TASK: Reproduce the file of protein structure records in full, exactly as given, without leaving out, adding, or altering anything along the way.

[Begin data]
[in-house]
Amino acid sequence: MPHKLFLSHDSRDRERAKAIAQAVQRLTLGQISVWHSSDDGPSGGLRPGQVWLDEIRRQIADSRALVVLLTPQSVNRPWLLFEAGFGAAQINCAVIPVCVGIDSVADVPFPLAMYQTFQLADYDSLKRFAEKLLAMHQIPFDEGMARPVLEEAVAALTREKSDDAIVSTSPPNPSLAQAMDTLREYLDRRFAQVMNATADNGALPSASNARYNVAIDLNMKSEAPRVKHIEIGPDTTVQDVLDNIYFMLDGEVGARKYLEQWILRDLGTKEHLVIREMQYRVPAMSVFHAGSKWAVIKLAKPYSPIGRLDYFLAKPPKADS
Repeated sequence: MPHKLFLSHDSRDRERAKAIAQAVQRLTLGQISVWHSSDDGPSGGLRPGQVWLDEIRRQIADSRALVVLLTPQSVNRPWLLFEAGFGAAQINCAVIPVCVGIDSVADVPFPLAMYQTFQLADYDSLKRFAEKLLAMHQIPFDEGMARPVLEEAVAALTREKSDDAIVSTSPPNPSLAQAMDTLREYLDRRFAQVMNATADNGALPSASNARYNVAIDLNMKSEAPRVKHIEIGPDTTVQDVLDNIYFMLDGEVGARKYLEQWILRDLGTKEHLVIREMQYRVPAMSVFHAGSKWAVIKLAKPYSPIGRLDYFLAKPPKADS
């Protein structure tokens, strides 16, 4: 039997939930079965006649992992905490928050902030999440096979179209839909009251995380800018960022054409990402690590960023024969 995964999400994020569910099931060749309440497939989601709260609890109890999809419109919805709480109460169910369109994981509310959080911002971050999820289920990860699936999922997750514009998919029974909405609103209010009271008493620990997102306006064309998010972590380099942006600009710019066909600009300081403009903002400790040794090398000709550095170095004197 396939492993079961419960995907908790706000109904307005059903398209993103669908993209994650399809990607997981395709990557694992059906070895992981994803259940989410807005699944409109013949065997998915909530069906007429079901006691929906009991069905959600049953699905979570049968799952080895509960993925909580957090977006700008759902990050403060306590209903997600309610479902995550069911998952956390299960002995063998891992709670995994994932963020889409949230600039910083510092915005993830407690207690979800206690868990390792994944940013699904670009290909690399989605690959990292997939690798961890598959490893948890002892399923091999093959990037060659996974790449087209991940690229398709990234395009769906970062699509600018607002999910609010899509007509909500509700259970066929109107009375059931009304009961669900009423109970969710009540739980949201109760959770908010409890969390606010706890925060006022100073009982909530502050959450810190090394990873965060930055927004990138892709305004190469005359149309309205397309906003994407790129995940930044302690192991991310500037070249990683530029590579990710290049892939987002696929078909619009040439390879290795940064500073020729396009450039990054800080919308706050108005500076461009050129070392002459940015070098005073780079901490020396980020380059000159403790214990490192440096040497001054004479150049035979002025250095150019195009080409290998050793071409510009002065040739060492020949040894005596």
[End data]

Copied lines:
[in-house]
Amino acid sequence: MPHKLFLSHDSRDRERAKAIAQAVQRLTLGQISVWHSSDDGPSGGLRPGQVWLDEIRRQIADSRALVVLLTPQSVNRPWLLFEAGFGAAQINCAVIPVCVGIDSVADVPFPLAMYQTFQLADYDSLKRFAEKLLAMHQIPFDEGMARPVLEEAVAALTREKSDDAIVSTSPPNPSLAQAMDTLREYLDRRFAQVMNATADNGALPSASNARYNVAIDLNMKSEAPRVKHIEIGPDTTVQDVLDNIYFMLDGEVGARKYLEQWILRDLGTKEHLVIREMQYRVPAMSVFHAGSKWAVIKLAKPYSPIGRLDYFLAKPPKADS
Repeated sequence: MPHKLFLSHDSRDRERAKAIAQAVQRLTLGQISVWHSSDDGPSGGLRPGQVWLDEIRRQIADSRALVVLLTPQSVNRPWLLFEAGFGAAQINCAVIPVCVGIDSVADVPFPLAMYQTFQLADYDSLKRFAEKLLAMHQIPFDEGMARPVLEEAVAALTREKSDDAIVSTSPPNPSLAQAMDTLREYLDRRFAQVMNATADNGALPSASNARYNVAIDLNMKSEAPRVKHIEIGPDTTVQDVLDNIYFMLDGEVGARKYLEQWILRDLGTKEHLVIREMQYRVPAMSVFHAGSKWAVIKLAKPYSPIGRLDYFLAKPPKADS
């Protein structure tokens, strides 16, 4: 039997939930079965006649992992905490928050902030999440096979179209839909009251995380800018960022054409990402690590960023024969 995964999400994020569910099931060749309440497939989601709260609890109890999809419109919805709480109460169910369109994981509310959080911002971050999820289920990860699936999922997750514009998919029974909405609103209010009271008493620990997102306006064309998010972590380099942006600009710019066909600009300081403009903002400790040794090398000709550095170095004197 396939492993079961419960995907908790706000109904307005059903398209993103669908993209994650399809990607997981395709990557694992059906070895992981994803259940989410807005699944409109013949065997998915909530069906007429079901006691929906009991069905959600049953699905979570049968799952080895509960993925909580957090977006700008759902990050403060306590209903997600309610479902995550069911998952956390299960002995063998891992709670995994994932963020889409949230600039910083510092915005993830407690207690979800206690868990390792994944940013699904670009290909690399989605690959990292997939690798961890598959490893948890002892399923091999093959990037060659996974790449087209991940690229398709990234395009769906970062699509600018607002999910609010899509007509909500509700259970066929109107009375059931009304009961669900009423109970969710009540739980949201109760959770908010409890969390606010706890925060006022100073009982909530502050959450810190090394990873965060930055927004990138892709305004190469005359149309309205397309906003994407790129995940930044302690192991991310500037070249990683530029590579990710290049892939987002696929078909619009040439390879290795940064500073020729396009450039990054800080919308706050108005500076461009050129070392002459940015070098005073780079901490020396980020380059000159403790214990490192440096040497001054004479150049035979002025250095150019195009080409290998050793071409510009002065040739060492020949040894005596």